Molby – FSG may let Rodgers go before allowing him experienced players
LIVERPOOL’S exit from the FA Cup at Wembley on Sunday is effectively the end of a season that begin with hopes it would feature another title challenge, a decent run in the Champions League and maybe some silverware. It will end without any of those and, failing a further collapse from Manchester City, won’t even end with Liverpool in the top four.
Everybody has their own opinions on what needs to be done, but just about everybody agrees something does need to be done.
Former Liverpool players John Aldridge, Jason McAteer and Jan Molby discussed it on the 5Times podcast this week, but there seems to be something of a conflict over one key change they feel the Reds need to make for next season.
Instead of signing unproven potential the trio think the club needs to sign more experienced, proven players, especially with more of the existing experience leaving in the summer.
But if Brendan Rodgers goes to owners Fenway Sports Group to tell them it’s time to set aside the quest for youth and bring in some experience, Molby worries they are more likely to react by finding a new manager than by listening to his requests.
On Sunday Liverpool once again showed they lack firepower. Last summer Luis Suarez left, with Rickie Lambert and Mario Balotelli arriving in his place. Fabio Borini refused offers from other clubs and so remained part of Rodgers’ squad. Daniel Sturridge was already known for his injury problems – although not as bad as he’s had this season.
According to Aldridge, the first focus on transfers this summer should be up front: “A radical overhaul is needed in that position,” he said.
“We said at the start of the season, with Suarez going, to first of all keep Sturridge fit – which hasn’t happened – and we needed to go out in my opinion and get two – not one, two – top goalscorers.”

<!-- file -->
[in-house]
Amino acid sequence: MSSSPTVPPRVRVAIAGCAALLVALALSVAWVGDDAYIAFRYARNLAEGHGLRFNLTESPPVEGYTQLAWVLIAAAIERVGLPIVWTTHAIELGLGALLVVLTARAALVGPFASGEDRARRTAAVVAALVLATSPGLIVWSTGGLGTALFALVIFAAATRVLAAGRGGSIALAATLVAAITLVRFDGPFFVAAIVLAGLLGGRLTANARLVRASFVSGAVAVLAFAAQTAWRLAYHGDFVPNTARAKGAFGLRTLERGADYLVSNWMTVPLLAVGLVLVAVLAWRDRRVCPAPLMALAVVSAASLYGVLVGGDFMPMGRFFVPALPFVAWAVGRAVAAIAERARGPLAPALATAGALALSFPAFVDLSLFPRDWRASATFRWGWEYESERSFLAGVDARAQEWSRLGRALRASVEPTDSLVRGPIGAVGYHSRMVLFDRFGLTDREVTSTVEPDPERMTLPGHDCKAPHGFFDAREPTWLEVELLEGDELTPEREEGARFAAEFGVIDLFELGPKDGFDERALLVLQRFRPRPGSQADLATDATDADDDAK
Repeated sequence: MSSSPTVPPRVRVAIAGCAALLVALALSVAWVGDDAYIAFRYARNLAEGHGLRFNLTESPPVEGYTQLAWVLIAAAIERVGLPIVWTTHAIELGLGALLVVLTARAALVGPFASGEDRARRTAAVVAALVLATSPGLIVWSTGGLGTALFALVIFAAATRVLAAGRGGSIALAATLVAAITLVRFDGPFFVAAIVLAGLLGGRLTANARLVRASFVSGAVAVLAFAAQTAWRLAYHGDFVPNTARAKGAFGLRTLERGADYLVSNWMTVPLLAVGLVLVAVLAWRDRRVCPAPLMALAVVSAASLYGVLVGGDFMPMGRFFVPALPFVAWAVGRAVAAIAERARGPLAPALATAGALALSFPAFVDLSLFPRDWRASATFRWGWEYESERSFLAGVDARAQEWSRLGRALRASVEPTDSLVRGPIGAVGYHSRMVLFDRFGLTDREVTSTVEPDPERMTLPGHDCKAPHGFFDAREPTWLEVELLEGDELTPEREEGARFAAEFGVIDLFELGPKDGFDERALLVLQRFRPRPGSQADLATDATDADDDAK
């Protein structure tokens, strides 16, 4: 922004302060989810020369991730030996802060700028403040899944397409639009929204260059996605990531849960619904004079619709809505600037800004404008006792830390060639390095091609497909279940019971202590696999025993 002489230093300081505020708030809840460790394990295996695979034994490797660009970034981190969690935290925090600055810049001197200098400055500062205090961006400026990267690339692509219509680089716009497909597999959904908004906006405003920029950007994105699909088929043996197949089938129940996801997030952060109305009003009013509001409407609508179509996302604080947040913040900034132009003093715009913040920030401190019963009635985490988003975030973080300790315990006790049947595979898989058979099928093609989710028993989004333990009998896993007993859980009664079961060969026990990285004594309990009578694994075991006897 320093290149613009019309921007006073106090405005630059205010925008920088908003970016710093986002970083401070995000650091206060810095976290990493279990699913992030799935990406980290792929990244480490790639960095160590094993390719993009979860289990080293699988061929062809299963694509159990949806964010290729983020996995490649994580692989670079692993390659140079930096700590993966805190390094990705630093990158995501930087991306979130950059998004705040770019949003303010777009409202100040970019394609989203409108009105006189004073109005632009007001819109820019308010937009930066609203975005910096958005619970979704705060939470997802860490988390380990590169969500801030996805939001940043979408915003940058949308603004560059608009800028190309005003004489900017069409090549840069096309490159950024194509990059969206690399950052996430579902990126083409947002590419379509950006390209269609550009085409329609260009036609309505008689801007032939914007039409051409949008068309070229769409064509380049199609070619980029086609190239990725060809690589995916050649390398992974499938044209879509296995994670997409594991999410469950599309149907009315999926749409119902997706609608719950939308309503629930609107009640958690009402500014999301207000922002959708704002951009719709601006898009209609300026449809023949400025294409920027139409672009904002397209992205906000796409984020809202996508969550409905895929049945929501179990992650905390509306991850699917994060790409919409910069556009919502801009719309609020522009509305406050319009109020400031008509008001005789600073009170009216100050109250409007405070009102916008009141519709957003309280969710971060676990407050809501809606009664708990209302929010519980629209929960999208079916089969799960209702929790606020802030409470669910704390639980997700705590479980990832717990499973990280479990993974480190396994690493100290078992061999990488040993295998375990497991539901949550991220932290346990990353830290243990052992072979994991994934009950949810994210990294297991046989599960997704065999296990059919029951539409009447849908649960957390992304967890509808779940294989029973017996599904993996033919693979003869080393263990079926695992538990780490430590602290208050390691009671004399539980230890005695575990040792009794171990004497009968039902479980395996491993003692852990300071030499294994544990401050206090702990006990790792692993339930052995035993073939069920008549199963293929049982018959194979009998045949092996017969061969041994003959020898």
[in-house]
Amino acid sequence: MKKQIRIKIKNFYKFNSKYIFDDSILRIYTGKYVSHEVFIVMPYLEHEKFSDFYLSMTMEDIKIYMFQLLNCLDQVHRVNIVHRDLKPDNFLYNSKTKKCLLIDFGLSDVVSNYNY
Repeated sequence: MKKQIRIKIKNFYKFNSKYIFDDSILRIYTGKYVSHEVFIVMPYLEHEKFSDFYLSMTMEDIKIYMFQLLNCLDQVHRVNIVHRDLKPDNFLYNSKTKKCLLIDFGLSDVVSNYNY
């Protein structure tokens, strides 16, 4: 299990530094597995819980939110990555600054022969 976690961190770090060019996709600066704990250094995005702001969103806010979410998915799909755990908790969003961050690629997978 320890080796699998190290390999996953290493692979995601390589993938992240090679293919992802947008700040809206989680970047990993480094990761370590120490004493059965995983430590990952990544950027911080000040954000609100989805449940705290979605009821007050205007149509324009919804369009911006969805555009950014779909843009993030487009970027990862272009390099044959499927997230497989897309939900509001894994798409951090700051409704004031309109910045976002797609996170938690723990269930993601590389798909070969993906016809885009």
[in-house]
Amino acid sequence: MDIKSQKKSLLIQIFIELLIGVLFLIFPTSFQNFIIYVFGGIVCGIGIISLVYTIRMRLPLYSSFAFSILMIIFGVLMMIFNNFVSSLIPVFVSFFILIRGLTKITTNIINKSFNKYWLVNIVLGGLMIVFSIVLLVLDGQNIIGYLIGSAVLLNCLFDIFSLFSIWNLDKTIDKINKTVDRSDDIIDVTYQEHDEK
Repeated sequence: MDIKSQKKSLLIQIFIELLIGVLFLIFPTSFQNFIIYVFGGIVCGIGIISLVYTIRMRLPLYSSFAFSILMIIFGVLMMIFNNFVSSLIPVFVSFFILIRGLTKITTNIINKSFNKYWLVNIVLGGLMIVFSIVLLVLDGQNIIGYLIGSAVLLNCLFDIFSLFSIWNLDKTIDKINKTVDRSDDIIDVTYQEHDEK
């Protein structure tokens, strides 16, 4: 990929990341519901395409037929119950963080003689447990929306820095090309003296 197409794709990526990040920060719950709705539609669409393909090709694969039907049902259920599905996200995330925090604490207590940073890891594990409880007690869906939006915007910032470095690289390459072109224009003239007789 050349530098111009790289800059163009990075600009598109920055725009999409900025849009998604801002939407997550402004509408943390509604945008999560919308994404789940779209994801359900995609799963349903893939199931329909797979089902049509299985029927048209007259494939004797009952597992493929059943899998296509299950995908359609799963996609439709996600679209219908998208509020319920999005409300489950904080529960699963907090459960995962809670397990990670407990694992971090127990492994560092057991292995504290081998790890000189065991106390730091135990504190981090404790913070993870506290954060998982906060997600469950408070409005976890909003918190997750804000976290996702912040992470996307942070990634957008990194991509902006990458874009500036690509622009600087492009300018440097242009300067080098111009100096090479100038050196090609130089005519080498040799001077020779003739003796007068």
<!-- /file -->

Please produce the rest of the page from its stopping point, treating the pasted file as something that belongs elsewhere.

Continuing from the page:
Aldridge admits that finding the right player might not be that straightforward: “It’s easier said than done, because where are they? It’s very, very hard.”
On Sunday Rodgers chose to start the match without an out-and-out striker at all, leaving all three of his three available ones on the bench. Aldo thinks their days are numbered.
“I still think, those three players, Borini’s going to go, Balotelli is most likely to go, and Rickie Lambert, we don’t know what’s going to happen with him – is he going to want to play or is he going to stay at the club he loves? We don’t know.
“So you’re left with just Sturridge, and Sterling if he stays, if he [Rodgers] wants to play him up top, so for me two [strikers], not one.”
Liverpool did buy one other striker last summer, but he stayed at his existing club on a season long loan. “Origi’s going to come in, who’s potentially very good,” Aldridge said, but Liverpool need more than potential.
“We need someone in the age group 25 to 28, 29, who will give you 20 goals.”
He had one candidate in mind: “Benteke?”
Jan Molby responded: “Benteke, an option, he’s probably going to cost you £30m but if that’s what you want, that’s what you should spend.
“I keep going back to the fact that [Mario] Mandzukic was allowed to leave Bayern Munich to go to Atletico Madrid and nobody, including us, showed any real interest in him.
“How is that? How do you not show an interest? That’s what you wanted isn’t it?”
Molby questioned why Liverpool spent money on one of their striker signings last summer: “We didn’t want to spend money on… We bought Rickie Lambert for ‘Plan B’. The ‘Plan B’ is that we can play higher balls up to him, but we haven’t used him like that because Rickie Lambert doesn’t want to play like that.
“He sees himself as a technically good footballer, he doesn’t want to play like that.”
Jason McAteer pointed out that Liverpool need reinforcements further back too: “Steven Gerrard, that experience needs replacing, so again you’re looking for a midfielder with 300 appearances, a bit more a finished article?”